When Reuters’ investigative reporter Joseph Menn confirmed that presidential candidate Beto O’Rourke was an early member of The Cult of the Dead Cow (cDc), it seemed as though folks had two viewpoints on it. They either had more respect for him because they understood what cDc was trying to accomplish, or they were relatively horrified because “hackers are bad.” It’s easy to fear what we don’t understand, and what is often shed in a bad light.

In InfoSec, we know and understand that hackers are not inherently bad. Many of them are hactivists looking to make positive change in the world. During the Black Hat panel discussion, “Making Big Things Better the Dead Cow Way,” Menn talked about how O’Rourke was 14 or 15 years old when he joined the cDc and left before the organization grew in notoriety, and that he interviewed a neo-Nazi in Texas and proceeded to let him hang himself with his own words. Even at that young age, he was all about diversity and engagement, especially within the cDc.

Mudge Zatko, a prominent member of L0pht and the cDc, who went on to be a program manager at DARPA, shared what he thought stood out most about O’Rourke, saying, “You can form groups online, but when you get together and meet the person, are they who you thought? You met [Beto] and he was a very friendly guy.”

This story matters because in order to make change, you have to understand where your power and influence lie to have the best results. For O’Rourke, that looks like running for president. For the cDc, it was acknowledging that hackers have power and influence. With the understanding that computers and encryption could be leveraged to help human rights efforts, the group made a more public move toward hactivism.

“What can you do to make the world a better place? How do we leverage this power? Use that to go through the media, and hopefully through some sort of technology, but especially through our connections to the media and use the influence of our long history,” said Mudge.

While Veracode co-founder Christien Rioux, or Dildog, opted to work with the private sector to tackle issues of security at a wide-scale by creating the technology that would become static binary analysis and Veracode, there are many who opt to take more of a hactivist approach. As with anything else, there are varying views on what hactivism is and what it isn’t – which parallels with debates about what human rights truly encompasses.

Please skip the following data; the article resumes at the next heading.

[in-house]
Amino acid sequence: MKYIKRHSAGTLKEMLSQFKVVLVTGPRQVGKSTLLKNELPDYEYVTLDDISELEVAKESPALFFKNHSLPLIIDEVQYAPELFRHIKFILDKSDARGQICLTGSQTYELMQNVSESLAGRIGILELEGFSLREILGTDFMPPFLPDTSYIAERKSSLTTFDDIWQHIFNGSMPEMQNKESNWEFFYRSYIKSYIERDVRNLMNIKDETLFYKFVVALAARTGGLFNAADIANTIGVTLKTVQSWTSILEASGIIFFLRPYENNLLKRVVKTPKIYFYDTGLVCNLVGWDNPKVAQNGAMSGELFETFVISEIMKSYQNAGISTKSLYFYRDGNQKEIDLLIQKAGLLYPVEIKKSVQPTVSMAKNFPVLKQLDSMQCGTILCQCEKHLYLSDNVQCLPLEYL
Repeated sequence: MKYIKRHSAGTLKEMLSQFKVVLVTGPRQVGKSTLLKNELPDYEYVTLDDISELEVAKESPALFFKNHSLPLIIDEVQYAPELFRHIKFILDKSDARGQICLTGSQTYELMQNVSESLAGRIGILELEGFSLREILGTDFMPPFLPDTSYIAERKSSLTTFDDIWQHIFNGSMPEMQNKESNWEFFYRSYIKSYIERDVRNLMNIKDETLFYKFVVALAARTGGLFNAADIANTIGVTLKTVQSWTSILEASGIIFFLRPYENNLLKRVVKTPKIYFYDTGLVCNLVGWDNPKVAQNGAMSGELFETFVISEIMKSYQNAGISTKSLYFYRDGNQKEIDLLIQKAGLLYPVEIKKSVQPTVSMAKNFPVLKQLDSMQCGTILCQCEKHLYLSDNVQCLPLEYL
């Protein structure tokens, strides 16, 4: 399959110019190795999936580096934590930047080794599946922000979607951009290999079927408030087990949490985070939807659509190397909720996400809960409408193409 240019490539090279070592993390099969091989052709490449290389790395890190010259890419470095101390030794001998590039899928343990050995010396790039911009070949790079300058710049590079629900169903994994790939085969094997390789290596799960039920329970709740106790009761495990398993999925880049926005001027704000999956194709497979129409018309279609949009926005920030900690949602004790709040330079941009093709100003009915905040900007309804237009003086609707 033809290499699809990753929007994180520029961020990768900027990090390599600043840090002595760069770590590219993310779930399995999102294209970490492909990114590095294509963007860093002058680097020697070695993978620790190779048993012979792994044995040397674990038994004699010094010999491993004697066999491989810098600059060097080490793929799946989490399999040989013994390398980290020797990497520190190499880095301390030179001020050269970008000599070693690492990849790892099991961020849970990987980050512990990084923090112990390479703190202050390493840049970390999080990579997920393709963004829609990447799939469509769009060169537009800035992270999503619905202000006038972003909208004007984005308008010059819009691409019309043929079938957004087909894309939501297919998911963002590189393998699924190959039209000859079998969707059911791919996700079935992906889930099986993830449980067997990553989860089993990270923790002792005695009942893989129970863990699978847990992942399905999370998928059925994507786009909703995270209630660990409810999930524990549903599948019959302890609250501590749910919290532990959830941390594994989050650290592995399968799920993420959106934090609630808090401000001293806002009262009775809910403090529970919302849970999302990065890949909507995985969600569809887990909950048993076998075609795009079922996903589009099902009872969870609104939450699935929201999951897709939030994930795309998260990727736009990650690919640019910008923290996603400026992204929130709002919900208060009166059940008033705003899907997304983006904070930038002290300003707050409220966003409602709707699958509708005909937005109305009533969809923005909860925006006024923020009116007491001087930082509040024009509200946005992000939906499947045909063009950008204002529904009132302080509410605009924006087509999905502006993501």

“What is your definition of human rights? Just governmental interaction because of civil liberties, or is it applicable to private organizations,” asks Luke Benfey (aka Deth Veggie). “Some believe it is and some believe it isn't. There are philosophical disagreements about what is ethically valid. Some believe that DDOS or web defacement is not applicable as legitimate means of protest, and others believe it is a legitimate means of protest. These are things that are still going on, and I don't necessarily think that the kinds of hactivism have changed radically, so much as scale has changed; the Internet and access to it has spread much more widely around the world.”

With broader access comes broader awareness and even broader responsibility: once something is seen it can’t be unseen. While we certainly see malicious cyberattacks making headlines, a lot of good is being done by the hacktivist community as well. Just look to discussions around coordinated disclosure and the ways in which security researchers are working with private and public organizations to make them – and all of us – safer.

If you’re looking for something to do, and want real proof of the cDc’s hacktivist ethos, we were told that if you search the former Yugoslavia website for cDc in the case files pertaining to former Yugoslav president Slobodan Milosevic’s trial for war crimes, you’ll see that they pop up a lot for their work helping prosecutors.

Or you could just watch this video Q&A where Veracode Co-Founder Chris Wysopal (@WeldPond) interviews Menn, Rioux, and Deth Veggie about the cDc and Menn’s book, “Cult of the Dead Cow: How the Original Hacking Supergroup Might Just Save the World” at this year’s Black Hat.

Laura Paine is the senior content developer at Veracode, based in Burlington, MA. In this role, she is responsible for research, including publishing Veracode's annual State of Software Security Report, current events, and product content for the company blog. Prior to taking this role in content marketing, she was the global public relations and analyst relations manager.

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